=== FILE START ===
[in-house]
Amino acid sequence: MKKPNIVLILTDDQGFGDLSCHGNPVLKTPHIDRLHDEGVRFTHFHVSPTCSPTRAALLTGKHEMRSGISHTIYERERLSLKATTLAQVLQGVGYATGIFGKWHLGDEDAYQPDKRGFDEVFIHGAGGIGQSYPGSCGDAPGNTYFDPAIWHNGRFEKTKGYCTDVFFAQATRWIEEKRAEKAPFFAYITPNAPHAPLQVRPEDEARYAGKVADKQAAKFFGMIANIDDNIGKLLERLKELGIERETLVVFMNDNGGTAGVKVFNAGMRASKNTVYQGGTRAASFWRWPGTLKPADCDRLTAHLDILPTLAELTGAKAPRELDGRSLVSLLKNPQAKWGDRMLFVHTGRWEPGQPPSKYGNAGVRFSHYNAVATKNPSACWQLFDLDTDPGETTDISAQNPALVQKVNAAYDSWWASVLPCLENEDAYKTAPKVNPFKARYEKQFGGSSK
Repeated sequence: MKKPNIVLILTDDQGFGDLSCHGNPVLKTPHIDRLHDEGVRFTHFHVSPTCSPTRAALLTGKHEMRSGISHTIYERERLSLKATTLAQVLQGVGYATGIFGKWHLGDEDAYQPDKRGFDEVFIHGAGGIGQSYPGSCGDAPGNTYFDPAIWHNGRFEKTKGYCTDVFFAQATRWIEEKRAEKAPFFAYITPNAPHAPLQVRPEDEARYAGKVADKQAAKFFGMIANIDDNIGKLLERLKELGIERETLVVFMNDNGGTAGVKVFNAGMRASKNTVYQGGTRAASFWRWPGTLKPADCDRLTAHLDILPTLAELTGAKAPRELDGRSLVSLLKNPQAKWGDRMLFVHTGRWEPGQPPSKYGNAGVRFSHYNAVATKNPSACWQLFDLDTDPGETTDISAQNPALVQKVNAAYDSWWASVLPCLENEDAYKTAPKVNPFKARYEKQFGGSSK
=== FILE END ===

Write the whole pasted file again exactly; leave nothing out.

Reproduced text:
[in-house]
Amino acid sequence: MKKPNIVLILTDDQGFGDLSCHGNPVLKTPHIDRLHDEGVRFTHFHVSPTCSPTRAALLTGKHEMRSGISHTIYERERLSLKATTLAQVLQGVGYATGIFGKWHLGDEDAYQPDKRGFDEVFIHGAGGIGQSYPGSCGDAPGNTYFDPAIWHNGRFEKTKGYCTDVFFAQATRWIEEKRAEKAPFFAYITPNAPHAPLQVRPEDEARYAGKVADKQAAKFFGMIANIDDNIGKLLERLKELGIERETLVVFMNDNGGTAGVKVFNAGMRASKNTVYQGGTRAASFWRWPGTLKPADCDRLTAHLDILPTLAELTGAKAPRELDGRSLVSLLKNPQAKWGDRMLFVHTGRWEPGQPPSKYGNAGVRFSHYNAVATKNPSACWQLFDLDTDPGETTDISAQNPALVQKVNAAYDSWWASVLPCLENEDAYKTAPKVNPFKARYEKQFGGSSK
Repeated sequence: MKKPNIVLILTDDQGFGDLSCHGNPVLKTPHIDRLHDEGVRFTHFHVSPTCSPTRAALLTGKHEMRSGISHTIYERERLSLKATTLAQVLQGVGYATGIFGKWHLGDEDAYQPDKRGFDEVFIHGAGGIGQSYPGSCGDAPGNTYFDPAIWHNGRFEKTKGYCTDVFFAQATRWIEEKRAEKAPFFAYITPNAPHAPLQVRPEDEARYAGKVADKQAAKFFGMIANIDDNIGKLLERLKELGIERETLVVFMNDNGGTAGVKVFNAGMRASKNTVYQGGTRAASFWRWPGTLKPADCDRLTAHLDILPTLAELTGAKAPRELDGRSLVSLLKNPQAKWGDRMLFVHTGRWEPGQPPSKYGNAGVRFSHYNAVATKNPSACWQLFDLDTDPGETTDISAQNPALVQKVNAAYDSWWASVLPCLENEDAYKTAPKVNPFKARYEKQFGGSSK